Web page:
I grew up in the type of Christian community that would frequently say things like:

"Work on your relationship with God above all else."

And, "If you let anything come between your relationship with Jesus, then your faith is off track."

For while the intention of such teaching was probably was something like, "Make your faith life as a priority" (which is probably something that would come out of my mouth, even today) what I heard in my head as child was, "You can't have friends who you'd count closer to you than God."

As if friendship was some sort of divine vs. human competition . . .

It was as if God could not be present to us in my friends. . . .

But as much as I grew to love the divine presence in my life as teenager and college student-- sometimes Jesus' presence (in a spiritual sense) wasn't enough for me.

I needed friends. I didn't think Jesus made me to be so lonely.

I'll say it again: I needed friends. Having Jesus in my life didn't take this from me as hard as I tried to believe it would.

But, the church seemed to keep saying "Pursuing close friends would make Jesus jealous."

When I was in seminary and the relational bolts within me began to shift, I had a spiritual director who provided a light bulb moment. She kept noticing how uncomfortable I became when friends got too close to me. And she was right, I didn't like the vulnerability that it required. I was scared in fact. I thought, was I somehow cheating on Jesus if I really loved my friends? Would people really like me if they actually knew me?

But then this was the sticking point that she offered: "You can only be as close to God as you allow yourself to be to other people."

Of course this is not an "always true" statement (for there are countless faithful folks called to the ministry of monastic life or even hermit life for the reasons of prayer and un-interrupted communion with God), but I think there's great wisdom in it.

We can only be as close to God as we allow ourselves to be with other people.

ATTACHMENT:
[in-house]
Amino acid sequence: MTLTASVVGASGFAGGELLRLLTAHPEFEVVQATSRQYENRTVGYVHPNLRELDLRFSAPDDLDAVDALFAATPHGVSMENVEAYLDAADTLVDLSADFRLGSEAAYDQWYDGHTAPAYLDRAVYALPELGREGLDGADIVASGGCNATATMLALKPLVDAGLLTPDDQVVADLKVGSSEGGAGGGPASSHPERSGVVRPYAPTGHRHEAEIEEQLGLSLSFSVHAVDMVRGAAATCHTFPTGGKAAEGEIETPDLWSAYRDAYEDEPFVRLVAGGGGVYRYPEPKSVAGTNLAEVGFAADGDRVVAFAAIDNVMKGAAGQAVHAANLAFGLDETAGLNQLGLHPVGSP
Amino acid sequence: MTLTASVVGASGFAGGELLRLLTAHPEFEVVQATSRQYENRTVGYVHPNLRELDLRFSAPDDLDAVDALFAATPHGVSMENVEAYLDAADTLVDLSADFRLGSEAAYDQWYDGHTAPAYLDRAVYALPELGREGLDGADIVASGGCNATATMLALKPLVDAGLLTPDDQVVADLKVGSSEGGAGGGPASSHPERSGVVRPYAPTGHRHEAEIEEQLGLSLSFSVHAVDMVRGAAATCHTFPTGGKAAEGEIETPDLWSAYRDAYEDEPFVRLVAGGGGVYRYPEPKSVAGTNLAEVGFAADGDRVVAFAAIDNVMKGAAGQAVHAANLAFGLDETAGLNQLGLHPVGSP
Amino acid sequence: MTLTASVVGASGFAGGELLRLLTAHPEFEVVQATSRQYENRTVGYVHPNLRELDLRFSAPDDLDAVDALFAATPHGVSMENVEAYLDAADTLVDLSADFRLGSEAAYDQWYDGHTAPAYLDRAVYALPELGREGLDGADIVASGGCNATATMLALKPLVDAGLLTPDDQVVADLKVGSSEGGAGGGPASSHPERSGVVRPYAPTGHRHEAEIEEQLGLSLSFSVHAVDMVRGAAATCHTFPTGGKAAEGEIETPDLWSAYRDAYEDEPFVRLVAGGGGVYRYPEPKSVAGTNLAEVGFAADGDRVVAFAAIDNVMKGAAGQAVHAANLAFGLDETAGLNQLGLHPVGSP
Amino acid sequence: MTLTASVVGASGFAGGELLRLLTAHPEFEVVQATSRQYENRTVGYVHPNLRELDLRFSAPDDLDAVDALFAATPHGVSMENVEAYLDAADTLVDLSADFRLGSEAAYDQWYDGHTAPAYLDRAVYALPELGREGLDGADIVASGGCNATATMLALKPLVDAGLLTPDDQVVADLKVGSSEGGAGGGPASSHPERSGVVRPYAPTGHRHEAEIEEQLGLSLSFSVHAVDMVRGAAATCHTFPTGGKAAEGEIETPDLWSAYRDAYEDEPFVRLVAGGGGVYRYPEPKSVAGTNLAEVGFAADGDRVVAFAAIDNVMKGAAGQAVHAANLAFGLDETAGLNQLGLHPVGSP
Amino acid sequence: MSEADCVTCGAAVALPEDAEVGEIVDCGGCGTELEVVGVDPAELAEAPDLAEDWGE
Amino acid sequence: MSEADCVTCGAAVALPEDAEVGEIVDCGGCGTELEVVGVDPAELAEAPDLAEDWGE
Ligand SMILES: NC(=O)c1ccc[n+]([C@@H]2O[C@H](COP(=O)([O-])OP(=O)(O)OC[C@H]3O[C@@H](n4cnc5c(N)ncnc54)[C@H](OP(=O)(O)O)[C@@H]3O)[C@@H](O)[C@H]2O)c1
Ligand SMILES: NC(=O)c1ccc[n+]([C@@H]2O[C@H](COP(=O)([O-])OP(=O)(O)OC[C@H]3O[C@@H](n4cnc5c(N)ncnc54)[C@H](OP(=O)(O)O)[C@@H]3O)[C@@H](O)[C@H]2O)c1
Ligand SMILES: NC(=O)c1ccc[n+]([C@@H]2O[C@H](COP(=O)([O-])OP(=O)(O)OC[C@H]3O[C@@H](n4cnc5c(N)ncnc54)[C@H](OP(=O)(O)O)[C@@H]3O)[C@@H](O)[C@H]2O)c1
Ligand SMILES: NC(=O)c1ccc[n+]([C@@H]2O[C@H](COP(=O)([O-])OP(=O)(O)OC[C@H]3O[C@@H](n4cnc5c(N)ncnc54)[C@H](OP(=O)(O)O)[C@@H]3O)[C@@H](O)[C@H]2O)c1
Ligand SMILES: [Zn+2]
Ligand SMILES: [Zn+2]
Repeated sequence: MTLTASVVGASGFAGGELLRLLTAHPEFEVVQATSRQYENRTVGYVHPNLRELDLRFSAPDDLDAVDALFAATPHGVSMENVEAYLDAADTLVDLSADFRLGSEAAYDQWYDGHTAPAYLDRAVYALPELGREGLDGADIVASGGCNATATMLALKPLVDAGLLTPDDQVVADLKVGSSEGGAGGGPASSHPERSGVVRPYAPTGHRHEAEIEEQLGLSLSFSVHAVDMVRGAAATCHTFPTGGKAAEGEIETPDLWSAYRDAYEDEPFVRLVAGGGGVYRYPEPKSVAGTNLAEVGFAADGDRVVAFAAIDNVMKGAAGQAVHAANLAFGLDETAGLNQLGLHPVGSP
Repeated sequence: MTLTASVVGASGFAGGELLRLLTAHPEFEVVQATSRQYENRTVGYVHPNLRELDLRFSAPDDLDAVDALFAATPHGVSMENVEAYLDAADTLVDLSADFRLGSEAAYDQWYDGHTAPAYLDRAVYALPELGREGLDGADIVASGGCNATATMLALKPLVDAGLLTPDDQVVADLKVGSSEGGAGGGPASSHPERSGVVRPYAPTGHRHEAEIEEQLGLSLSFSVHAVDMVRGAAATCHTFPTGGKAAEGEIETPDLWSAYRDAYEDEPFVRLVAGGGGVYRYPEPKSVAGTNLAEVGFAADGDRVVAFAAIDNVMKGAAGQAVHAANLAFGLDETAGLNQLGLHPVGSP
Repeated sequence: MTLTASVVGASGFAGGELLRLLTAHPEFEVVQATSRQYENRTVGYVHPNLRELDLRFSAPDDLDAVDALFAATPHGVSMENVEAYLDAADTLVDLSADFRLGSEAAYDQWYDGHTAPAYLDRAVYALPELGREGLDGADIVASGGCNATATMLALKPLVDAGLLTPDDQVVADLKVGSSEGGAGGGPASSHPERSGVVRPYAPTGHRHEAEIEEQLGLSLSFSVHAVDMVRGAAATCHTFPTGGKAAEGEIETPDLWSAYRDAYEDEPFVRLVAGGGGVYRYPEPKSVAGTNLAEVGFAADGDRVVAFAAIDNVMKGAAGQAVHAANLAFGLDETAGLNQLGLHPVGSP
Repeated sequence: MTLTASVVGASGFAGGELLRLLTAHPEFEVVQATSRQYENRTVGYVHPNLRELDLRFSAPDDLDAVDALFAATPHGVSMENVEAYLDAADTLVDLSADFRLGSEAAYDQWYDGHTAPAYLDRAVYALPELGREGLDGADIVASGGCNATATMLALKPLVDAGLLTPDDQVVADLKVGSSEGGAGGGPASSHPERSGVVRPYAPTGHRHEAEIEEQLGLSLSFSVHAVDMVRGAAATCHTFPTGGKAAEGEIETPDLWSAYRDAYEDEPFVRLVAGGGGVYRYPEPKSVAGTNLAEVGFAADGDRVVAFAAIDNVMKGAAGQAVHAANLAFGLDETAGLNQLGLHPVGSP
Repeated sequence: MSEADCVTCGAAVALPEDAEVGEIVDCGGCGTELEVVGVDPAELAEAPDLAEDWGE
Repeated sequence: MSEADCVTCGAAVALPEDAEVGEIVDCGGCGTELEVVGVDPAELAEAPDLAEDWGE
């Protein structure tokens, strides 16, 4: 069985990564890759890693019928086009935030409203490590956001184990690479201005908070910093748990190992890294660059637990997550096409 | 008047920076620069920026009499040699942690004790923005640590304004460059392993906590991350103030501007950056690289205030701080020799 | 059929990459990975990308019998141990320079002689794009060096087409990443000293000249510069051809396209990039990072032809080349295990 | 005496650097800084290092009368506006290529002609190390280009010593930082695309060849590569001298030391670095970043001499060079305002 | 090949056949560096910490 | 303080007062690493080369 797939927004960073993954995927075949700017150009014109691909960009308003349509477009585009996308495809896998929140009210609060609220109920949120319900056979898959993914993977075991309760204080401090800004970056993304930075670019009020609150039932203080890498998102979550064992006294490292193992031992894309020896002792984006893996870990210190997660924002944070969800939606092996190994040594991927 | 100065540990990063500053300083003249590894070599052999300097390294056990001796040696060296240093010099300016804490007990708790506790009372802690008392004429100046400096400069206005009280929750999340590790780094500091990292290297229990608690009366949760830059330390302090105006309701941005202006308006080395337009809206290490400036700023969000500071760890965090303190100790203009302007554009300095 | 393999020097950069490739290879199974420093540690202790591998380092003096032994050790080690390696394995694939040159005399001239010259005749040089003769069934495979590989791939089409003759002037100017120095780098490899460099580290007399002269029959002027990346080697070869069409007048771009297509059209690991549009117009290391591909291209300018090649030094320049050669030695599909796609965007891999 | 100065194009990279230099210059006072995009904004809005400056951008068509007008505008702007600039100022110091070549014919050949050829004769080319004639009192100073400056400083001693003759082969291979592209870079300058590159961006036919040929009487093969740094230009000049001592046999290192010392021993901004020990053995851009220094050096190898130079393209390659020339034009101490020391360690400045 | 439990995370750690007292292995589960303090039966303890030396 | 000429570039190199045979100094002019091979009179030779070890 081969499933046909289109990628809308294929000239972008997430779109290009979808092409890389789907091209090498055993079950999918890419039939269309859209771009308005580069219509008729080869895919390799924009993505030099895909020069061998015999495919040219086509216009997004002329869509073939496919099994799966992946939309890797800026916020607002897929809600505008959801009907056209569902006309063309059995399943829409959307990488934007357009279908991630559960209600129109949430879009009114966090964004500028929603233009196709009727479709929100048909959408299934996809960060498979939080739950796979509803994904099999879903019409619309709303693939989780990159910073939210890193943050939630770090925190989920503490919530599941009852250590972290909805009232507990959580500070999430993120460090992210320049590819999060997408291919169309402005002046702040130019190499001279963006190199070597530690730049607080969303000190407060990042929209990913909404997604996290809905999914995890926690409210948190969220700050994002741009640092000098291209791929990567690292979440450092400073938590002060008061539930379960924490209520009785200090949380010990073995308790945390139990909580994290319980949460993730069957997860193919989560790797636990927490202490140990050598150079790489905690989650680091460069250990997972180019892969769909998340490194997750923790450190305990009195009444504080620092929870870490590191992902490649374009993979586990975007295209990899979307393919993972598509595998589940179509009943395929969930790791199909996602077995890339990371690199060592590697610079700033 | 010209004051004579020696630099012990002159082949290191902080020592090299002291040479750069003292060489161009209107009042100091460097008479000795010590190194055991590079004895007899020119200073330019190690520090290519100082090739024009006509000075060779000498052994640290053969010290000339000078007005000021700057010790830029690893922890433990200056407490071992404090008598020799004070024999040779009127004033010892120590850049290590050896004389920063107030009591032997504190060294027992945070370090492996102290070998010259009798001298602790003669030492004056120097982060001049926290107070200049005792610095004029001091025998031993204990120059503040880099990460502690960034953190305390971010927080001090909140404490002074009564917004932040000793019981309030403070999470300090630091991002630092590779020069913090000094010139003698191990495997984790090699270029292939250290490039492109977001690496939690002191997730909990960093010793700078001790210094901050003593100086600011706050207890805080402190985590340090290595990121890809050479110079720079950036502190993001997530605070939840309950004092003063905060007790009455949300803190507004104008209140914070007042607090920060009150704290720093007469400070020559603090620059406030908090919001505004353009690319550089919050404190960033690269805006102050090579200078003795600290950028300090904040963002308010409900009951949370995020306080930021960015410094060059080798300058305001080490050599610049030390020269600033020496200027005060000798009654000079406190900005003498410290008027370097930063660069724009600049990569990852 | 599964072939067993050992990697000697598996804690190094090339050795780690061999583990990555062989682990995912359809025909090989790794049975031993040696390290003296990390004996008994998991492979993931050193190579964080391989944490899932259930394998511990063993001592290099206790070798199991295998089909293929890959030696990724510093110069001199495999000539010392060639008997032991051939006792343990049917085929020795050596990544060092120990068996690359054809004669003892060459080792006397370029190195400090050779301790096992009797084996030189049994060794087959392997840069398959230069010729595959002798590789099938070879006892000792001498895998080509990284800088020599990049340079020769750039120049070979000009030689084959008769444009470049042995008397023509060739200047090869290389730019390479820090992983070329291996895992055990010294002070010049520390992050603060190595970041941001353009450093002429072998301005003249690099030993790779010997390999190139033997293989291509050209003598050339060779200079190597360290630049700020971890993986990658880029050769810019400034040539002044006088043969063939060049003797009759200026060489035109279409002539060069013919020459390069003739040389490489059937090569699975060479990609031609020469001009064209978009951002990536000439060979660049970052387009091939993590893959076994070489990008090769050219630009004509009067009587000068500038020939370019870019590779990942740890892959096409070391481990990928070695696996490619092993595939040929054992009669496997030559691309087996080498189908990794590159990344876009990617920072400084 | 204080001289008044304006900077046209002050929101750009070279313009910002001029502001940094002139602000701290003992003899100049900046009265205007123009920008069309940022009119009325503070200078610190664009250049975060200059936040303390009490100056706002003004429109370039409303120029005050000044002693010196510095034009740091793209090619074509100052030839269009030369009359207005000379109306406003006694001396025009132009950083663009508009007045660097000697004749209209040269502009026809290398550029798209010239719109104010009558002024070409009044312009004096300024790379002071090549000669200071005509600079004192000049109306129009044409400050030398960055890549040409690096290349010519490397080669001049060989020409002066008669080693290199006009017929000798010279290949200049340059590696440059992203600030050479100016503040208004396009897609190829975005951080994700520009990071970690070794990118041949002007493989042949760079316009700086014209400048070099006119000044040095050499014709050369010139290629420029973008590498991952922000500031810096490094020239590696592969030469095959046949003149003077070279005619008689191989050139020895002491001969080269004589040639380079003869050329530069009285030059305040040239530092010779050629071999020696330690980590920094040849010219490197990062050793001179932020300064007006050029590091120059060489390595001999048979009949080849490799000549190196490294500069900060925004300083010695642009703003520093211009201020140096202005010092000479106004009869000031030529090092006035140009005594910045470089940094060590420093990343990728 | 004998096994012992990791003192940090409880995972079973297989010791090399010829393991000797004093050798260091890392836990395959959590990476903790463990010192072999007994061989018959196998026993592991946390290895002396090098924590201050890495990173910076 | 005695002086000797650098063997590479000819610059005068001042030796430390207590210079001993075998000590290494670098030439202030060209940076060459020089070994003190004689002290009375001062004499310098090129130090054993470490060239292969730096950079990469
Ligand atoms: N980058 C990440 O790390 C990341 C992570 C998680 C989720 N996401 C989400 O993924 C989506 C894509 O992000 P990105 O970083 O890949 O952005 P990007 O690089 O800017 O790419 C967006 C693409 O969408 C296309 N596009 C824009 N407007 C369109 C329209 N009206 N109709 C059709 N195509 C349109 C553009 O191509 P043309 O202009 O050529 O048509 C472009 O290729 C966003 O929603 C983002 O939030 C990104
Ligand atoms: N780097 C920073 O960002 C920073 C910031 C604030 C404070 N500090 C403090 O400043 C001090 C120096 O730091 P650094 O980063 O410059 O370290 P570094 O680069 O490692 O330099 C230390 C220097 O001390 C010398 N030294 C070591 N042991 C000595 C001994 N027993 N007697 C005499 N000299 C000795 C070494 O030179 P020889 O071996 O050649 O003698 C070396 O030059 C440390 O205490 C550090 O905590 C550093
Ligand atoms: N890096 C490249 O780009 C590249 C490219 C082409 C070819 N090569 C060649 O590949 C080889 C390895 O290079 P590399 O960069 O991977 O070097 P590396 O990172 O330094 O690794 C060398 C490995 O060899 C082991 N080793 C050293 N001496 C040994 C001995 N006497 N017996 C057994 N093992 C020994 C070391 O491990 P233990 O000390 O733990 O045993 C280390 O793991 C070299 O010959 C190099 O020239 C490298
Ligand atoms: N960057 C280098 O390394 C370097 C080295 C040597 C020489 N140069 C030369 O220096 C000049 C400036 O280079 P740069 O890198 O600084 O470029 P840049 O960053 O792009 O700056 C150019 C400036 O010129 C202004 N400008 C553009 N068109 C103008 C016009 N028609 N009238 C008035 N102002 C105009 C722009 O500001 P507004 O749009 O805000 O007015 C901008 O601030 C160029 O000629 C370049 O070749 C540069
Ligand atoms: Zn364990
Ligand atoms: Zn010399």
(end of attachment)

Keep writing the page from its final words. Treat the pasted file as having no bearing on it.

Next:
There's power in community isn't there? In deep and abiding community with others the real stuff of our life comes out.

And by this I don't mean community with friends you have dinner with causally once a month or friends from the bleachers at your kids' soccer games-- I mean authentic friendship: those who know what makes you afraid, those who have seen you cry uncontrollably and vice versa, and those who can look in your eyes and know you're stewing about something even without you having to utter a word.

With people like this, there's no hiding. There's no major missing puzzle pieces as to what makes you tick held from the other. There's no shying away from the most unlikable parts of our personalities. It's really honest living for sure.

And when we get this honest-- I believe, our God who is the author of all truth shows up!

Roberta Bondi in her book, To Pray and To Love writes this: "The fulfillment of our deepest purposes and profound longs for God can never be separated from our love of God's own images among whom we live."

We learn about God, she is says, as we abide in relationship with those closest to us. In fact, we are MISSING out on parts of the personality of God when we don't get close to others.

Bondi even goes as far to write that the lack of intimacy many of us have in prayer occurs because we've never really learned how to talk openly and honestly to others. If we can't talk honestly with another human being, how could we talk honestly with God?

Bottom line is this: one of the most spiritual acts you and I could pursue right now and in the weeks to come is deepening our friendships. It might be the single greatest thing we could do to learn how to be closer to God.

It has taken me many years to shake off the baggage of my childhood in this regard. But I'm so glad I'm in the process of re-wiring all of this within me.

In friendship we both get to learn about and practice what it means to abide in God's love. So anybody got a friend they need to call today? Or meet for lunch soon? I know I do.